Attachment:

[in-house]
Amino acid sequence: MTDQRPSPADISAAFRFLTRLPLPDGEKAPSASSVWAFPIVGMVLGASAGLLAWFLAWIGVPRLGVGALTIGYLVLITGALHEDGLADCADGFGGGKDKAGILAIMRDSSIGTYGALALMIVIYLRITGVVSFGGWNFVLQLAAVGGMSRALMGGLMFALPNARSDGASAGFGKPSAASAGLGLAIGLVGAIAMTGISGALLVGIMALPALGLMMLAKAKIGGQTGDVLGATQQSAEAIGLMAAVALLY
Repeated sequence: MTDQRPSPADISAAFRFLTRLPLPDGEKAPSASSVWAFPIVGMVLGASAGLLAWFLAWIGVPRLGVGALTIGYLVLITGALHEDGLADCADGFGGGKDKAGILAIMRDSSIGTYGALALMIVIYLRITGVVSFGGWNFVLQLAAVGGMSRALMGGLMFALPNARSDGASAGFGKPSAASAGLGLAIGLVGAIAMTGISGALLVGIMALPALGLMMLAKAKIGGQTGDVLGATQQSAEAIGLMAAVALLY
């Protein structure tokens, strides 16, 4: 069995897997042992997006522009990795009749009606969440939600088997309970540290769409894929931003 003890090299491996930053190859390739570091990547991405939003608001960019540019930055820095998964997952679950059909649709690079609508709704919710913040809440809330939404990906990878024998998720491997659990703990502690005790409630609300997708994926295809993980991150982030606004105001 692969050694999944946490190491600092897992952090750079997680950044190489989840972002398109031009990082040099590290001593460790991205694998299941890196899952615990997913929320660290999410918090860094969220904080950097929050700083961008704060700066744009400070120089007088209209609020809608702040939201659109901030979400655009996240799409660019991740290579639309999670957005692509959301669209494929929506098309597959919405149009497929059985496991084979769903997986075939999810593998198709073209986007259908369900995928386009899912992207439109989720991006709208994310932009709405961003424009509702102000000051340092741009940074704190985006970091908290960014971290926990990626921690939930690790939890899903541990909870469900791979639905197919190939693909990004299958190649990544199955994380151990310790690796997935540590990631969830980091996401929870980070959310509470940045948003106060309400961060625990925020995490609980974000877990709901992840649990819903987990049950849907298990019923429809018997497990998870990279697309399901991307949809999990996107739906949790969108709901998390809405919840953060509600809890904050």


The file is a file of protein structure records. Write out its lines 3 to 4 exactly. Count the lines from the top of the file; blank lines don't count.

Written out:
Repeated sequence: MTDQRPSPADISAAFRFLTRLPLPDGEKAPSASSVWAFPIVGMVLGASAGLLAWFLAWIGVPRLGVGALTIGYLVLITGALHEDGLADCADGFGGGKDKAGILAIMRDSSIGTYGALALMIVIYLRITGVVSFGGWNFVLQLAAVGGMSRALMGGLMFALPNARSDGASAGFGKPSAASAGLGLAIGLVGAIAMTGISGALLVGIMALPALGLMMLAKAKIGGQTGDVLGATQQSAEAIGLMAAVALLY
């Protein structure tokens, strides 16, 4: 069995897997042992997006522009990795009749009606969440939600088997309970540290769409894929931003 003890090299491996930053190859390739570091990547991405939003608001960019540019930055820095998964997952679950059909649709690079609508709704919710913040809440809330939404990906990878024998998720491997659990703990502690005790409630609300997708994926295809993980991150982030606004105001 692969050694999944946490190491600092897992952090750079997680950044190489989840972002398109031009990082040099590290001593460790991205694998299941890196899952615990997913929320660290999410918090860094969220904080950097929050700083961008704060700066744009400070120089007088209209609020809608702040939201659109901030979400655009996240799409660019991740290579639309999670957005692509959301669209494929929506098309597959919405149009497929059985496991084979769903997986075939999810593998198709073209986007259908369900995928386009899912992207439109989720991006709208994310932009709405961003424009509702102000000051340092741009940074704190985006970091908290960014971290926990990626921690939930690790939890899903541990909870469900791979639905197919190939693909990004299958190649990544199955994380151990310790690796997935540590990631969830980091996401929870980070959310509470940045948003106060309400961060625990925020995490609980974000877990709901992840649990819903987990049950849907298990019923429809018997497990998870990279697309399901991307949809999990996107739906949790969108709901998390809405919840953060509600809890904050």